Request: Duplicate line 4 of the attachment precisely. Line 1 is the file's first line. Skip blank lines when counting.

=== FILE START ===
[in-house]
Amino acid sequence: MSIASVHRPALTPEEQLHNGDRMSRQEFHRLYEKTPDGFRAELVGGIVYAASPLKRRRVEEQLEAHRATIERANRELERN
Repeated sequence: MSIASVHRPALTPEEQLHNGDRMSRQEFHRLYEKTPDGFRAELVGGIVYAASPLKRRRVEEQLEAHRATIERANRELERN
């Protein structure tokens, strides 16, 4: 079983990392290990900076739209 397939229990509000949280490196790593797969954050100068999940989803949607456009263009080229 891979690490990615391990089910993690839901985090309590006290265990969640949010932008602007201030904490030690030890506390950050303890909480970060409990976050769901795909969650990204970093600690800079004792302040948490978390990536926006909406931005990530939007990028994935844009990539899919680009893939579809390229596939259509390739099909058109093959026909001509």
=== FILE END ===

């Protein structure tokens, strides 16, 4: 079983990392290990900076739209 397939229990509000949280490196790593797969954050100068999940989803949607456009263009080229 891979690490990615391990089910993690839901985090309590006290265990969640949010932008602007201030904490030690030890506390950050303890909480970060409990976050769901795909969650990204970093600690800079004792302040948490978390990536926006909406931005990530939007990028994935844009990539899919680009893939579809390229596939259509390739099909058109093959026909001509």